Unlocking Your Leadership Puzzle: Celebrate Your Distinctive Role and Create a Powerful Legacy

If you have been reading my articles for a while, you probably know what to expect when I publish a new one. Some insights on leadership, maybe a story with a point – at the end of the day, that will always be what I offer. After all, it is my passion.

But what if, one day, it was different?

What if, instead of a monologue, it was a conversation?

Would you embrace the change, or would you x-out in confusion?

Host: Hello, and welcome to Leadership for the Now, your chosen resource for today’s most cutting-edge leadership tips. Today, we’re looking at a six-letter word that has brought many organizations to their knees: change. Kodak. Nokia. Xerox. Blockbuster. Change has ushered them all into the past. Evolving tech impacts consumer preferences, which transforms trends, which then changes what businesses must do to serve their people. As leaders we have to be on our toes, ready to anticipate the change that’s coming around the corner. With us today we have leadership expert and consultant Florin Lungu. Florin has nearly 15 years of experience leading teams to success, even in the face of change. Florin, thanks for being with us today.

Florin: It’s my pleasure.

Host: Florin, I’ve got here some questions from our listeners. Here’s what they want to know: why do organizations need to change?

Florin: Great question. A lot of organizations tend to get complacent. They see today’s success and make models for the future based off it. But like you said, the world changes all the time, non-stop. This is something we learned in the pandemic. Things beyond our control, like world events, advances in technology, or new policies can push organizations to change to stay relevant and continue to compete. But we can also choose change for the sake of growth.

Host: Nicely put. Now it stands to reason that if organizations will have to change, leaders should be able to lead their teams through change.

Florin: Absolutely. As leaders we are a kind of reference point for our teams. When we are shaken by change, they will be. Or when we are resistant to it, or when we are overwhelmed by it. Because we set the tone, they are taking their cues from us. Knowing how to communicate a vision, get your team excited about that vision, and support them as they implement it is one of the most important roles of a leader – and honestly, one of my favorite, as well.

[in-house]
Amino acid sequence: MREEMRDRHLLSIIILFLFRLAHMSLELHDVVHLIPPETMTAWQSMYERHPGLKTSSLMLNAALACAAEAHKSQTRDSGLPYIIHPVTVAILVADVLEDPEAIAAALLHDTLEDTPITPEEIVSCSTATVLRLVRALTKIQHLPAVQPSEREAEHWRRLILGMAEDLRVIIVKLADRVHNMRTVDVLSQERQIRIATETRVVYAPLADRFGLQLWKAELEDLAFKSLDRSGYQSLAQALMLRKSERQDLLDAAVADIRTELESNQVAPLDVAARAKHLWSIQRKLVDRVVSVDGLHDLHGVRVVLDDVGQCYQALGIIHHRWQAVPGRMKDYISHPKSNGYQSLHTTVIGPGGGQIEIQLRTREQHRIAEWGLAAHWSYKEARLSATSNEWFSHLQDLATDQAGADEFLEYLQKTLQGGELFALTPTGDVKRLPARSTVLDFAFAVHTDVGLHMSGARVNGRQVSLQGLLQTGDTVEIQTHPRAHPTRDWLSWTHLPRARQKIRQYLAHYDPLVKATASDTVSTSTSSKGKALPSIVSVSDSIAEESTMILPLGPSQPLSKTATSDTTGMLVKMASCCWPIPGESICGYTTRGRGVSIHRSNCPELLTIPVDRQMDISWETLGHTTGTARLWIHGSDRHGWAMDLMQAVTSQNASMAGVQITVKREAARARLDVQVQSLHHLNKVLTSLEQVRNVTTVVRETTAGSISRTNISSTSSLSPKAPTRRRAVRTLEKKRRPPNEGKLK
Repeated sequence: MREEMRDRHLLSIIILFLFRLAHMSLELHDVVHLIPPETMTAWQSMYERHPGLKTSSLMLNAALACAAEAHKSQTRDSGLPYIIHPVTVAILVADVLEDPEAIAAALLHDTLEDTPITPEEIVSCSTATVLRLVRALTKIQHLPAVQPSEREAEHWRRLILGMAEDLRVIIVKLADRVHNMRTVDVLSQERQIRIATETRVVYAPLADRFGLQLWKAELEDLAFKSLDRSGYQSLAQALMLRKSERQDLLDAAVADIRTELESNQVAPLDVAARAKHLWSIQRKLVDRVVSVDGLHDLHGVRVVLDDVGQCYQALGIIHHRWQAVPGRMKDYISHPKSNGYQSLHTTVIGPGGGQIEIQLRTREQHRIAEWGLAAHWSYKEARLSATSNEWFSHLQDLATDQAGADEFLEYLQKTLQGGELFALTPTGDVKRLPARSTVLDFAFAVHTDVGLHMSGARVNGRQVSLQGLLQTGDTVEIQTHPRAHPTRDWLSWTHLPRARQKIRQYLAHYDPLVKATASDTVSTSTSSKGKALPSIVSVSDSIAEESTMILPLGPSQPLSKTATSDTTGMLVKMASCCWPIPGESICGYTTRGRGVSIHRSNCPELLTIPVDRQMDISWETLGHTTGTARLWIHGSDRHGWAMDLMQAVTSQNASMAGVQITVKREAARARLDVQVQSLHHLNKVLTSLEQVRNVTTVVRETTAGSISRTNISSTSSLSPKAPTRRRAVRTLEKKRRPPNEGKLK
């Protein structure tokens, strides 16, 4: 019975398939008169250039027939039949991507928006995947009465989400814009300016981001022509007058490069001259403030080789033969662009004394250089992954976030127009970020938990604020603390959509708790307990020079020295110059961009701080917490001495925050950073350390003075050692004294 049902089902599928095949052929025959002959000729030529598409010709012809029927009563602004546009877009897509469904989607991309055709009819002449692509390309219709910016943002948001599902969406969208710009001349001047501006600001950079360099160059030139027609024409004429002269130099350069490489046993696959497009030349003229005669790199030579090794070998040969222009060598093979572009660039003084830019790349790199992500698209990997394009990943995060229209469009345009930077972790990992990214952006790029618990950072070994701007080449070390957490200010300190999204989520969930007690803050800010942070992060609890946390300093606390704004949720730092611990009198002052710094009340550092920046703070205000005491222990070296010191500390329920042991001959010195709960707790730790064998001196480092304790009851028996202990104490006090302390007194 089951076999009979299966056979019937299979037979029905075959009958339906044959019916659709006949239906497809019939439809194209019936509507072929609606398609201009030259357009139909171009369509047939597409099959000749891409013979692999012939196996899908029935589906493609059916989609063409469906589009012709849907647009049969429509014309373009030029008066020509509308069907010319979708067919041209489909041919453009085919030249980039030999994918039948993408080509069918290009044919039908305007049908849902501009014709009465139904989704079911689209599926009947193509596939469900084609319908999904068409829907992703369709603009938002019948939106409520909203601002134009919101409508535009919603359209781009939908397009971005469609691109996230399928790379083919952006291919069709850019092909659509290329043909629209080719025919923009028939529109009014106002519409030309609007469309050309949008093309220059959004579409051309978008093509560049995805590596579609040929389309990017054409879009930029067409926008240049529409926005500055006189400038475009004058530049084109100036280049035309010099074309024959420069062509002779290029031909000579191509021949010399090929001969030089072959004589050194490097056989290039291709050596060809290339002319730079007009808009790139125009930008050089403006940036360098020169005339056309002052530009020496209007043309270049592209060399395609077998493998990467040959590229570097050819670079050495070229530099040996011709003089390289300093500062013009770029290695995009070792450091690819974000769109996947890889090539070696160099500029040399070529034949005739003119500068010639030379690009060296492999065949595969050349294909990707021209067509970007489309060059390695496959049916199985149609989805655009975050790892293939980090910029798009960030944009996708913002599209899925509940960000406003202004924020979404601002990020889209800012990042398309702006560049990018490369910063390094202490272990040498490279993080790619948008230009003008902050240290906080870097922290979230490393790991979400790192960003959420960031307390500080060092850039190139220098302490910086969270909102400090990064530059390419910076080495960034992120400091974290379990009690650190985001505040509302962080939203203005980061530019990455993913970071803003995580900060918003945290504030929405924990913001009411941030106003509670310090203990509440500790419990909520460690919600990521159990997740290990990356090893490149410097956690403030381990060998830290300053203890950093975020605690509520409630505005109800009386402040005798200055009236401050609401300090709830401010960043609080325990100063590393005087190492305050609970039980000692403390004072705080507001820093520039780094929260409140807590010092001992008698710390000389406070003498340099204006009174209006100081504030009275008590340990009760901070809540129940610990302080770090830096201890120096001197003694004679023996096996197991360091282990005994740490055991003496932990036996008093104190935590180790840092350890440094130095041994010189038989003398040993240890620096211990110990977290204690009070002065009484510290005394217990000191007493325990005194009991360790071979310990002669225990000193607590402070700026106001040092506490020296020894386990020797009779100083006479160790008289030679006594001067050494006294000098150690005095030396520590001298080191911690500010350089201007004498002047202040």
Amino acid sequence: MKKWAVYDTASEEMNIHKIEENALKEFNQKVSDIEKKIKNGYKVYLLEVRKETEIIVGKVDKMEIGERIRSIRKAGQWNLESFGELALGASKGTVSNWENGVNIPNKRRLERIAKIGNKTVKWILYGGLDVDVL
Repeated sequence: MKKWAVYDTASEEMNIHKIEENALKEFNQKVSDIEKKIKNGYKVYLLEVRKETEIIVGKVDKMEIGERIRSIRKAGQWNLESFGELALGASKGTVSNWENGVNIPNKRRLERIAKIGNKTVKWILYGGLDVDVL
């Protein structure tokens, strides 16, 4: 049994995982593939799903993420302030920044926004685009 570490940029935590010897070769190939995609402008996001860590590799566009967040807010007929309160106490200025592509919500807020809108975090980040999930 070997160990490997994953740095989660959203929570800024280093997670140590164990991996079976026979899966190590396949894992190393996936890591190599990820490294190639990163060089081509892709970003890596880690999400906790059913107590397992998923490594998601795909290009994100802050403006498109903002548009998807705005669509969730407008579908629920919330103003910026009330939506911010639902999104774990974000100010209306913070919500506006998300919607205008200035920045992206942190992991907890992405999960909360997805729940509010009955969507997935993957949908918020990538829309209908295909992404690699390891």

Host: You like a challenge, I see. I’ve talked to many leaders who think of change like an obstacle – sometimes a threat, even. Have you experienced that attitude toward change?

Florin: Oh, yes. Many of the leaders I’ve worked with as a consultant have said they’re frustrated by change. It’s usually one of three things: we are resistant to the change for whatever reason – maybe we’re afraid of the unknown or we’re set in our ways – or we are unsure how to communicate the change and implement it, or we are concerned about the impact on the team and morale. As people, even on an instinctual level, we don’t like change. So it is a natural struggle for leaders. But it is a struggle all the more worth overcoming.

Host: I’d say so. If we don’t want our organizations to go the way of the travel agent or the milkman then navigating change is a must. So in your experience, what are the best practical tips you can give listeners on how to best lead teams through change?

Florin: My philosophy of leadership is very relational. So in a lot of ways, if you are relational by nature, leading through change can be quite intuitive. How would you support a friend or a partner through change? Empathize with them. Support them. Empower them. We do these things in our personal relationships and we should do them for our teams. We are just taking more of an active guiding role in them than we would in our personal relationships.

It starts with effective communication. The leader clearly explains the reasons behind the change, the plan to implement the change, and how it will benefit the team and the organization. Clarity minimizes the fear of the unknown. Then, empathize. All the feelings we have about change, so do they. Show them that you hear them and see them.

Then it’s time to get the job done. Actively involve them in the process; give them the resources they need to take ownership of their new roles. And all the while, model the qualities you want to encourage. Show them efficiency; show them enthusiasm; show them embracing change and running with it. That’s how the most effective leadership is done.

Host: Florin, thanks so much for sharing your experience. 

Florin: Happy to be here!

Host: This has been Leadership for the Now – until next week, listeners!

How do you respond when change confronts you?

What we do does not have to change. But how and when – those are as ever-evolving as the world we live in. Do you resist change, or do you embrace it? Or even pursue it?

Change is always coming down the pipeline. Take this week to consider how you can empathize with, support, and model a successful approach to change for your team the next time your organization makes a shift.

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